Q: When and how did you meet Steve Askew, Jez Strode and Stuart Neale? Then at what point did Limahl join the group?

Nick: I knew all of them from our home town. They were older than me and played in bands that I would go and see in the locality. I looked up to them as a younger aspiring player. Limahl was found after we held auditions for a front man. Steve and I had been doing it up to that point but it wasn’t working.

Q: What were your goals/intentions for the band when you were first starting out?

Nick: To make a living. So we had two bands. One was a covers band that played the workingmen’s clubs, called the Handstands. The other was earlier Art Nouveau and later called Kajagoogoo.

Q: How and why was the band name Kajagoogoo chosen? What inspired it?

Nick: I came up with it and it was voted as a cool name at the time. I just pulled it out of the air actually.

Q: What are your thoughts on the band name today and have you ever regretted choosing it for any reason?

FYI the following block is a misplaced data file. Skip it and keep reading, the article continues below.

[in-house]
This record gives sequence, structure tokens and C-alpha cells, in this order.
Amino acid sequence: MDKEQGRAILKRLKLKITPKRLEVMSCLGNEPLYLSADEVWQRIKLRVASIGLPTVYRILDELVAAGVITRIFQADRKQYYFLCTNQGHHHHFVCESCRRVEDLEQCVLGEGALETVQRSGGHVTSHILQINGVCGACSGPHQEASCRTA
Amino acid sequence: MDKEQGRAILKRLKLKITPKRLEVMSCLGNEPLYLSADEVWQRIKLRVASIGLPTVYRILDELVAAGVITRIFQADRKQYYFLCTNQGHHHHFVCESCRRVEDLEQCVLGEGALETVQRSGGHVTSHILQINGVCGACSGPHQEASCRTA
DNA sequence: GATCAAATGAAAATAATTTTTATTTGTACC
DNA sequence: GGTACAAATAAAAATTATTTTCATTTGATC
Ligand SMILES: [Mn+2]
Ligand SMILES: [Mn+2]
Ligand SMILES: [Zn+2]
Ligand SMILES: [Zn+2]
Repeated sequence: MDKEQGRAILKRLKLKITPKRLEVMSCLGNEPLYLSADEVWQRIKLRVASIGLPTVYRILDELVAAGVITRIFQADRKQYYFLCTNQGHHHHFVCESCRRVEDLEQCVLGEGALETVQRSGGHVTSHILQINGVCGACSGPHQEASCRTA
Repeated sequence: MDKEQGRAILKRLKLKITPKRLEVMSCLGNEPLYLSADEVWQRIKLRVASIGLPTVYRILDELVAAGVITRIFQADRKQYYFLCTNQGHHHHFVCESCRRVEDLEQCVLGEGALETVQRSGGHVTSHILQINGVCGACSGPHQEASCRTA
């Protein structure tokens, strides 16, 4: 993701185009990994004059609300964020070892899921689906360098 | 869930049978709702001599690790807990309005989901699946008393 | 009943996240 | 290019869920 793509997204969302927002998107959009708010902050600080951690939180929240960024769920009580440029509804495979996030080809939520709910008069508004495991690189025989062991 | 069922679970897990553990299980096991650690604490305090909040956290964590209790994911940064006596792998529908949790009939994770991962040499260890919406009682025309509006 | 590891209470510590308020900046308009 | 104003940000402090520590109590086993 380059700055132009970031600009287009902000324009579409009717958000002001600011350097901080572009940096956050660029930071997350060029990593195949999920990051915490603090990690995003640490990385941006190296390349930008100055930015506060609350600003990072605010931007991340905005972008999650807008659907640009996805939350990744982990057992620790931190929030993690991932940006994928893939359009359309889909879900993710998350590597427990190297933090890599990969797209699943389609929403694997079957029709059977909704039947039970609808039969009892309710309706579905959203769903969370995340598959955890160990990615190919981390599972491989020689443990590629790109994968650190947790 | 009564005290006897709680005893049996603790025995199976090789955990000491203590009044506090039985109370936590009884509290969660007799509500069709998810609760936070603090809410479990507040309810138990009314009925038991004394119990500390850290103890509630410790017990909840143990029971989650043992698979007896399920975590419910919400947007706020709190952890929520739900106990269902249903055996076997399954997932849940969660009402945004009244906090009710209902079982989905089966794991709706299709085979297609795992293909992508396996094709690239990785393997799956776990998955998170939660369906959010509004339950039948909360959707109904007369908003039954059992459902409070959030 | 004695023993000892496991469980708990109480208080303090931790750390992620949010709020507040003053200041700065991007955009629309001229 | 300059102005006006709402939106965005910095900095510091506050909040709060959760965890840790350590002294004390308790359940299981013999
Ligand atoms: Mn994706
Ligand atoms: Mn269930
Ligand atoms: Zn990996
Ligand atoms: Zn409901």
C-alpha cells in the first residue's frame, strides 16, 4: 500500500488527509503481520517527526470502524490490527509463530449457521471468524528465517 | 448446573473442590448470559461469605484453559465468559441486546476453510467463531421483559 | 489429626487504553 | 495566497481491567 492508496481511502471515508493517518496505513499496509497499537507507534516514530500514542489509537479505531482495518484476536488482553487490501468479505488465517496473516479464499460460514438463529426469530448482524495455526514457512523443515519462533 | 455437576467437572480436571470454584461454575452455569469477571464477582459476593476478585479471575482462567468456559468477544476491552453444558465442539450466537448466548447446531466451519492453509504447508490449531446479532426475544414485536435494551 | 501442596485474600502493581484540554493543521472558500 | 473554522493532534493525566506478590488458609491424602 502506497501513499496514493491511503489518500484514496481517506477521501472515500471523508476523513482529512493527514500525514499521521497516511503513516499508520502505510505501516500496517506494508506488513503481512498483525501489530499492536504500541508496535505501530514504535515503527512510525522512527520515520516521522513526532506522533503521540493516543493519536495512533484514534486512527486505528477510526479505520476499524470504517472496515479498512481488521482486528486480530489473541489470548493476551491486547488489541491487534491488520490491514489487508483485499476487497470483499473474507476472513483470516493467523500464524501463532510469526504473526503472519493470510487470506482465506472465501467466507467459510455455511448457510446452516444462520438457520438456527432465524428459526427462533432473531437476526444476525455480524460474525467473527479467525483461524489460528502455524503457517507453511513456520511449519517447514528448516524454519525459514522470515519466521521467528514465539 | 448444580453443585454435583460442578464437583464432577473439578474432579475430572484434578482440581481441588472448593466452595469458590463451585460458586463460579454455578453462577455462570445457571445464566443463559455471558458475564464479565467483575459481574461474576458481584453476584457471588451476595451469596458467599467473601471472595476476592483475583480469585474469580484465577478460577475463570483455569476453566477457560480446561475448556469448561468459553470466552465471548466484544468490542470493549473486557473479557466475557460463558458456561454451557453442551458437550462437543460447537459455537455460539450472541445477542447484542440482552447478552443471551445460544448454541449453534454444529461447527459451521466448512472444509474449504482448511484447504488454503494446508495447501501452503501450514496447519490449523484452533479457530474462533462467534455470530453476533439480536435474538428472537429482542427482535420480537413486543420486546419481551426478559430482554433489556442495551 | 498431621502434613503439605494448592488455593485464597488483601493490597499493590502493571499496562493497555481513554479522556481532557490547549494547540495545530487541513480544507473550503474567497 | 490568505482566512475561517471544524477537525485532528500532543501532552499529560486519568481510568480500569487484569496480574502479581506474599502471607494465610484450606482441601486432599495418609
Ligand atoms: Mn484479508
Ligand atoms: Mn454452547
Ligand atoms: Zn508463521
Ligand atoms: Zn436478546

Nick: I can’t really comment. Would it have been more successful another way or not at all? I’m grateful that I’m still making money from something I dreamed up 30 years ago.

Q: Did you really take a day job as a trash collector prior to Kajagoogoo being signed to EMI Records?

Nick: Yes, after I dropped out of art school and my Mum died. I had to support my sister and run a house. I always was and still am a pragmatist.

Q: How did you get hooked up with Nick Rhodes to produce your debut album? Were you a fan of Duran Duran at that time (or since)? What impact do you feel that either Rhodes or Colin Thurston had on the success of White Feathers?

Nick: Limahl ran into Nick at a London night Club and gave him our demo. Yes, we all were Duran Duran fans. It was a very important contribution actually. Colin and Nick did a great job.

Q: Your debut single, “Too Shy”, would go on to be the band’s biggest hit. You are credited as the song’s co-writer with Limahl. Please take us back to when the song was written and recorded. What is the back story about how that song was conceived and written?

Nick: I thought of the chorus and what became the second verse and sang them to Limahl. He responded instantly to it. We then developed the arrangement with the guys. Stuart’s synth opening came much later and the song was demo’d four times before it came close to what you now know. I was playing around with alliterative sounding phrases and liked the sound of shy shy. Pop is founded on repetition and so I wanted a hooky chorus for the song.